[MSA-talk] Tips for helping color-blind students with optical mineralogy
Lincoln S. Hollister
linc at Princeton.EDU
Fri Oct 20 08:53:33 EDT 2017
As you may remember, I am very color blind. However, optical mineralogy does not rise to the level of disability abuse that computer graphics has risen to, but that is another story.
For optical mineralogy I quickly learned that relative index of refraction (relief) was more reliable for identification than color. Colors can often be misleading and not according to the book. So it is just a question of the becke line at grain boundary, between known mineral and unknown.
Many color blind people see yellow very well. Tell your student he (note student must be a “he”) will likely do very well with staurolite, which is pleochroic in shades of yellow. Regular people can’t see this, in many cases. So I spent lots of my career on the study of staurolite.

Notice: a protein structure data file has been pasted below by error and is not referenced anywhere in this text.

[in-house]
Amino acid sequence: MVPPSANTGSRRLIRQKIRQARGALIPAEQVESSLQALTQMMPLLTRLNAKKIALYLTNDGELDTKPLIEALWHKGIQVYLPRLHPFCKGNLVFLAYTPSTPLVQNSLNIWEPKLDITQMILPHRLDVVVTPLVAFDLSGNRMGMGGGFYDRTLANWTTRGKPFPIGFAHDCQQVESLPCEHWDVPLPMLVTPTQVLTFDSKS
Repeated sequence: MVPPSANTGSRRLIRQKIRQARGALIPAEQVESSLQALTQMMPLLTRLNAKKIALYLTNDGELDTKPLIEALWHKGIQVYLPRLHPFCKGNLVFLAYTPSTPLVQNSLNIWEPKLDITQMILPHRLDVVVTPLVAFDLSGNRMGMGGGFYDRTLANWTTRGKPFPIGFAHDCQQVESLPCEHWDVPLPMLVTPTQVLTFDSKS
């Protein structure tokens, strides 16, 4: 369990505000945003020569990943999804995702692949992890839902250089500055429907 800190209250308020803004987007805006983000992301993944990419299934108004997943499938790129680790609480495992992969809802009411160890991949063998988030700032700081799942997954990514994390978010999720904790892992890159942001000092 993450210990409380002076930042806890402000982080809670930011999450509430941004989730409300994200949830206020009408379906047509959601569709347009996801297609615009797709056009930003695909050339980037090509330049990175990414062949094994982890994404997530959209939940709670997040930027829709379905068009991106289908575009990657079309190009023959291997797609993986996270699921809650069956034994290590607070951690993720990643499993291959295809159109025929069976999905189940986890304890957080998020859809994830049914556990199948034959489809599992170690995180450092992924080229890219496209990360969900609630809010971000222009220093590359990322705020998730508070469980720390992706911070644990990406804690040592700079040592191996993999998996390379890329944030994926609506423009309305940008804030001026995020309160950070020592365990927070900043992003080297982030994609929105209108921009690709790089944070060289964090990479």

On Oct 19, 2017, at 5:39 PM, Lydia Fox <lkfox at pacific.edu<mailto:lkfox at pacific.edu>> wrote:
I am looking for tips to help a color-blind student who is really struggling with the optical component of my course this semester. I’d appreciate any ideas you can pass along!
Lydia K. Fox
Department of Geological & Enviornmental Sciences
University of the Pacific | 3601 Pacific Ave | Stockton, CA 95211| p. 209.946.2481|
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